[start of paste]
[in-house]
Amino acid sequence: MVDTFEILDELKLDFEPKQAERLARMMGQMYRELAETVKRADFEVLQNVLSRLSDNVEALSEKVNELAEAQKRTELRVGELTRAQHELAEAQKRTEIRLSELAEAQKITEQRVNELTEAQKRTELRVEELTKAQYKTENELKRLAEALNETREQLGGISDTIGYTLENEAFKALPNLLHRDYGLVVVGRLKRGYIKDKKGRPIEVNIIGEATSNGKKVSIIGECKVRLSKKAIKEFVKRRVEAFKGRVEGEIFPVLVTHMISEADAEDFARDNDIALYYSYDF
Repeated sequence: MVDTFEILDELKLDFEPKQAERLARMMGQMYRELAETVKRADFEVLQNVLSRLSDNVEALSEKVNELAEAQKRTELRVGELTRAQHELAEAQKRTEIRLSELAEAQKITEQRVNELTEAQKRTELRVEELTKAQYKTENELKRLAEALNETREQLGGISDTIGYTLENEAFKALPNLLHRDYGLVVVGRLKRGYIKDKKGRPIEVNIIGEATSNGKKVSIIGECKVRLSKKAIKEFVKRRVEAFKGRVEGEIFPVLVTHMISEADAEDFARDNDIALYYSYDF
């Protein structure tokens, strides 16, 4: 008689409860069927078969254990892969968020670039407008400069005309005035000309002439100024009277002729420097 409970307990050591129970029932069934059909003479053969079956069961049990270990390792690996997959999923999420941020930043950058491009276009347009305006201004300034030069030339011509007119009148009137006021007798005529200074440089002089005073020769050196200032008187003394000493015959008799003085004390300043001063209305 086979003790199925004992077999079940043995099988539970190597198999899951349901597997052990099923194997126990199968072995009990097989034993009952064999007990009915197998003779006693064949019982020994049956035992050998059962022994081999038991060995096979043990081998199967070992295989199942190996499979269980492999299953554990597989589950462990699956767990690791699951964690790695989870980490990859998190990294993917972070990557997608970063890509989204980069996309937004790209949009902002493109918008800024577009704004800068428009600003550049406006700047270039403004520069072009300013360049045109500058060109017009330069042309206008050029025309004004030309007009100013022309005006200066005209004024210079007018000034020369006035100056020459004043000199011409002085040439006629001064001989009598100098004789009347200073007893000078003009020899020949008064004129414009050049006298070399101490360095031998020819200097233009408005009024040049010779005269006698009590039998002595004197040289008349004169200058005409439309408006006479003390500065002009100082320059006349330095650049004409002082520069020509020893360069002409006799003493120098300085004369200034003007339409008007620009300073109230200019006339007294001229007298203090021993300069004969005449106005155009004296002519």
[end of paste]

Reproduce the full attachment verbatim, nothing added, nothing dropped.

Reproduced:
[in-house]
Amino acid sequence: MVDTFEILDELKLDFEPKQAERLARMMGQMYRELAETVKRADFEVLQNVLSRLSDNVEALSEKVNELAEAQKRTELRVGELTRAQHELAEAQKRTEIRLSELAEAQKITEQRVNELTEAQKRTELRVEELTKAQYKTENELKRLAEALNETREQLGGISDTIGYTLENEAFKALPNLLHRDYGLVVVGRLKRGYIKDKKGRPIEVNIIGEATSNGKKVSIIGECKVRLSKKAIKEFVKRRVEAFKGRVEGEIFPVLVTHMISEADAEDFARDNDIALYYSYDF
Repeated sequence: MVDTFEILDELKLDFEPKQAERLARMMGQMYRELAETVKRADFEVLQNVLSRLSDNVEALSEKVNELAEAQKRTELRVGELTRAQHELAEAQKRTEIRLSELAEAQKITEQRVNELTEAQKRTELRVEELTKAQYKTENELKRLAEALNETREQLGGISDTIGYTLENEAFKALPNLLHRDYGLVVVGRLKRGYIKDKKGRPIEVNIIGEATSNGKKVSIIGECKVRLSKKAIKEFVKRRVEAFKGRVEGEIFPVLVTHMISEADAEDFARDNDIALYYSYDF
């Protein structure tokens, strides 16, 4: 008689409860069927078969254990892969968020670039407008400069005309005035000309002439100024009277002729420097 409970307990050591129970029932069934059909003479053969079956069961049990270990390792690996997959999923999420941020930043950058491009276009347009305006201004300034030069030339011509007119009148009137006021007798005529200074440089002089005073020769050196200032008187003394000493015959008799003085004390300043001063209305 086979003790199925004992077999079940043995099988539970190597198999899951349901597997052990099923194997126990199968072995009990097989034993009952064999007990009915197998003779006693064949019982020994049956035992050998059962022994081999038991060995096979043990081998199967070992295989199942190996499979269980492999299953554990597989589950462990699956767990690791699951964690790695989870980490990859998190990294993917972070990557997608970063890509989204980069996309937004790209949009902002493109918008800024577009704004800068428009600003550049406006700047270039403004520069072009300013360049045109500058060109017009330069042309206008050029025309004004030309007009100013022309005006200066005209004024210079007018000034020369006035100056020459004043000199011409002085040439006629001064001989009598100098004789009347200073007893000078003009020899020949008064004129414009050049006298070399101490360095031998020819200097233009408005009024040049010779005269006698009590039998002595004197040289008349004169200058005409439309408006006479003390500065002009100082320059006349330095650049004409002082520069020509020893360069002409006799003493120098300085004369200034003007339409008007620009300073109230200019006339007294001229007298203090021993300069004969005449106005155009004296002519």